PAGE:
February 19, 2012

When cricket was called a tort

Fabian Muir
A judgement on behalf of a local club ground 35 years ago stands village cricket in England in good stead today

Many who have had any kind of experience with the law would know how boring it can be. Many who do not understand the game of cricket would maintain that it, too, is boring. Thus, for many, there could be few constellations more tedious than those where cricket collides with the law. How wrong they are.

Imagine the following situation: a village cricket field upon which the game has been played for half a century or more. Adjacent to the ground is some vacant land which is eventually sold off, developed and purchased by a man and his wife.

For reasons known only to this couple, they are not fans of cricket. Yet now, whenever local matches are played, they are forced to endure the tock - and sometimes even the thwack - of leather upon willow. Peaceful Sunday afternoons are pierced by batsmen's calls of "wait" or fielders' cries of "catch it". To the homeowners' minds, this racket is insufferable; one man's music is another's cacophony.

More serious is the matter of sixes. The village butcher, a budding Botham, has the eye and the brawn to clear the pickets, and balls occasionally land in the couple's garden. Some even strike their abode, chipping the brickwork or breaking a tile. Consequently, the couple dares not venture outdoors for fear of being hit on the head by purring missiles.

Even when cowering in their home, they are disturbed by fieldsmen, who come and ring the doorbell, requesting that the ball be returned. Before long the couple feels compelled to vacate the premises entirely whenever a match is underway, which they deem an intolerable nuisance. What to do?

This is precisely the question that arose in Miller v Jackson, a British case heard in 1977. There, the Millers sought not only compensation from the local cricket club for damage to their house, but also an injunction prohibiting any future play on the ground. The scene of the crime - or strictly speaking, a so-called "tort" - was the village of Lintz, in County Durham.

The Lintz Cricket Club made every effort to accommodate the Millers by building a high fence at considerable expense (£700, no small sum at that time), offering to install protective netting over the property on match days, and admonishing players to hit fours rather than sixes. The Millers were not satisfied, however, and were determined to stop the cricket altogether.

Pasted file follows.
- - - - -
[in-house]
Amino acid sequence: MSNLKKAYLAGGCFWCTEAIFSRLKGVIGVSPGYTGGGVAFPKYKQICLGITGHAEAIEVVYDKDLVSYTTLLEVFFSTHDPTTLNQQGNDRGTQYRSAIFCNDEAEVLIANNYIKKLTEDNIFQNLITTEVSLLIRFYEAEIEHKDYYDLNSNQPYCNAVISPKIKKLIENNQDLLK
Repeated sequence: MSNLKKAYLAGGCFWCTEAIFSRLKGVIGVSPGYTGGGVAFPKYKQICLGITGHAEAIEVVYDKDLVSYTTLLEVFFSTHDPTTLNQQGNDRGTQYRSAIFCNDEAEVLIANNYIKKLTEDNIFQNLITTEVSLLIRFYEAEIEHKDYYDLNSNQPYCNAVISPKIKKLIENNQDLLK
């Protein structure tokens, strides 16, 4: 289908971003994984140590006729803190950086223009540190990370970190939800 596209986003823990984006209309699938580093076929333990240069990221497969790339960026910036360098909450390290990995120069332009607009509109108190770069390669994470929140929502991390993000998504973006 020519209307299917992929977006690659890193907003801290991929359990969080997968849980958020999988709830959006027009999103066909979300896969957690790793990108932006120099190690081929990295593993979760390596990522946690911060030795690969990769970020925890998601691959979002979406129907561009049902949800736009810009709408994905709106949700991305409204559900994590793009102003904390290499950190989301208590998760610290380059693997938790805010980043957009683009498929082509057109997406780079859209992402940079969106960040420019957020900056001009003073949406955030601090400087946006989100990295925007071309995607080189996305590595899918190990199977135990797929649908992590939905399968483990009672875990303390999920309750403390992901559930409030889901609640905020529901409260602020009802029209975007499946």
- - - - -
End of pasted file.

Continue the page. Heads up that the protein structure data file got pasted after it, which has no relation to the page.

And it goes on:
One might wonder why anyone who dislikes cricket would buy a ringside house in the first place. The Millers claimed that they had not paid any "particular attention" to the nature of the open space at the bottom of the garden when initially inspecting the property. This was accepted by the judge at first instance, who actually granted the orders sought and effectively put an end to cricket in the village after 70 years at the ground. Not surprisingly, the Lintz Cricket Club appealed.

Cricket grounds in the UK and in cricket history can consider themselves fortunate that the appeal came before Lord Denning, one of the most venerable, courageous and eloquent judges of his time. The epic opening paragraph of his judgment is worth revisiting as one of the more whimsical passages in the annals of the game:

Lord Denning calculated that of the 29,022 balls bowled at the ground between 1975 and 1976, just 15 had cleared the fence specially erected by the club

"In summertime village cricket is the delight of everyone. Nearly every village has its own cricket field where the young men play and the old men watch. In the village of Lintz in County Durham they have their own ground, where they have played these last 70 years. They tend it well. The wicket area is well rolled and mown. The outfield is kept short. It has a good club house for the players and seats for the onlookers. The village team play there on Saturdays and Sundays. They belong to a league, competing with the neighbouring villages. On other evenings after work they practise while the light lasts. Yet now after these 70 years a judge of the High Court has ordered that they must not play there any more. He has issued an injunction to stop them. He has done it at the instance of a newcomer who is no lover of cricket. This newcomer has built, or has had built for him, a house on the edge of the cricket ground which four years ago was a field where cattle grazed. The animals did not mind the cricket. But now this adjoining field has been turned into a housing estate. The newcomer bought one of the houses on the edge of the cricket ground. No doubt the open space was a selling point. Now he complains that when a batsman hits a six the ball has been known to land in his garden or on or near his house. His wife has got so upset about it that they always go out at week-ends. They do not go into the garden when cricket is being played. They say that this is intolerable. So they asked the judge to stop the cricket being played. And the judge, much against his will, has felt that he must order the cricket to be stopped: with the consequence, I suppose, that the Lintz Cricket Club will disappear. The cricket ground will be turned to some other use. I expect for more houses or a factory. The young men will turn to other things instead of cricket. The whole village will be much the poorer. And all this because of a newcomer who has just bought a house there next to the cricket ground."